Metacognition and the Mind

Thinking about thinking—and how we come to know what we know

Why Whitey Bulger Went Unnoticed in Older Age

A face recognition bias hides a Top 10 criminal on the run?

Usually a most wanted criminal will make themselves scarce, by fleeing the country or using disguises and plastic surgery to become lost in the crowd. James “Whitey” Bulger, alleged murderer and Boston mobster currently on trial, did quite the opposite, and simply let old age help him hide from authorities. Bulger was second behind Osama Bin Laden on the FBI's Most Wanted List. for 19 gang-related murders, mostly in his hometown of Boston.

After Bin Laden was killed, Bulger moved to first on the Most Wanted List. For the last 10 years, Bulger resided in a tourist and retirement friendly beach city in Southern California, until he was recently captured at the age of 81. In Santa Monica, he lived in an unassuming 2-bedroom, rent-controlled apartment. It remains somewhat of a mystery as to how someone listed as the most wanted criminal, hid, by not really hiding much at all.

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One critical reason is that Bulger was an older adult. Presumably most of the people hunting him were in their younger years or middle aged. Younger people are good at identifying and recognizing younger faces, but poorer at recognizing older faces (i.e., younger people will say that older faces all start to look the same). In contrast, older adults pay more attention to older faces, and have better face recognition for older, relative to younger, faces. This “own-age” advantage or bias in face recognition may have helped Whitey Bulger elude authorities for years, especially if those who were looking for him were younger than 80 years of age, which was likely.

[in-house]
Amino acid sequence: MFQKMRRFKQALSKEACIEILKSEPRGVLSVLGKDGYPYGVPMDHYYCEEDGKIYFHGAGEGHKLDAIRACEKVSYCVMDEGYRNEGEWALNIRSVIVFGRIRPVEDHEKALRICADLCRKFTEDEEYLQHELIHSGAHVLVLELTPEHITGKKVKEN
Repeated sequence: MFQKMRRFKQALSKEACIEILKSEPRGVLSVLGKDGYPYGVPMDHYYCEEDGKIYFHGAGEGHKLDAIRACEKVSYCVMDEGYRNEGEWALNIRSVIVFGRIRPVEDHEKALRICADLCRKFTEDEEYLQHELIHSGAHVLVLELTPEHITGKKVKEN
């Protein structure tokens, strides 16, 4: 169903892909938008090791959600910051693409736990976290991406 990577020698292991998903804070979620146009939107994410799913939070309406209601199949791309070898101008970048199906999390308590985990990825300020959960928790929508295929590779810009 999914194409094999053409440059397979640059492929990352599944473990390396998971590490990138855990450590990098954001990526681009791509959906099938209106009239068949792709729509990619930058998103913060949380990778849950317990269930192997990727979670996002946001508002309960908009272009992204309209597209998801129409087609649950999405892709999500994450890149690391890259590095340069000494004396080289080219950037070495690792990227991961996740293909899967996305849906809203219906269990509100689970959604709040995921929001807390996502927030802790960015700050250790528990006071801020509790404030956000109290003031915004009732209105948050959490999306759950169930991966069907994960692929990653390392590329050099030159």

The own-age bias is well established in psychological research, and can often play a major role in the success or failure of eye-witness identification, along with the own-race bias (people are better at identifying faces of their own race, relative to other races). People may also have biases regarding age in that people may not suspect an older adult of being a ruthless mobster of yesteryears. This may be especially the case in the tourist and beach-town community of Santa Monica, which historically has been considered a retirement haven, but now is a more tourist-friendly and affluent city with many senior citizens. Bulger, under an assumed name, was even a registered and subscribing member of AARP.

It is likely that people habituate or become less aware of anything unusual or uncommon after they have seen someone around for a while. For example, we stop noticing the humming of the refrigerator in the background, or even the fire extinguisher that is across the hall, as we have repeatedly encountered it (for a striking demonstration, see this blog). After meeting someone, and seeing them regularly around town and at local businesses, one would likely not notice much about a senior citizen who moved to Santa Monica a few years ago. Bulger and his girlfriend were often described by neighbors as that nice older couple, who always wore white.

Whitey Bulger regularly did things you would expect people to do in Santa Monica, as he strolled along the beach-front at Pacific Palisades Park, frequented local popular and expensive restaurants, and would regularly get his beard trimmed at the local barbershop (reportedly at least once while a police officer also happened to be there). He would also regularly wear his Boston Red Sox hat, unconcerned about drawing attention to his out-of-town roots.

It is both surprising and concerning that an 80 year old criminal can easily blend into a smaller community, and go unnoticed for more than a decade. The person who was credited with finally recognizing and turning him in was a 57 year old former neighbor. Perhaps given the own-age advantage and biases that exist regarding face recognition, there may be benefits to employing older adults as “senior detectives”, capable of recognizing faces of criminals who have aged.

Alan Castel, Ph.D., is an associate professor of cognitive psychology at the University of California, Los Angeles, and studies memory, metacognition and aging.

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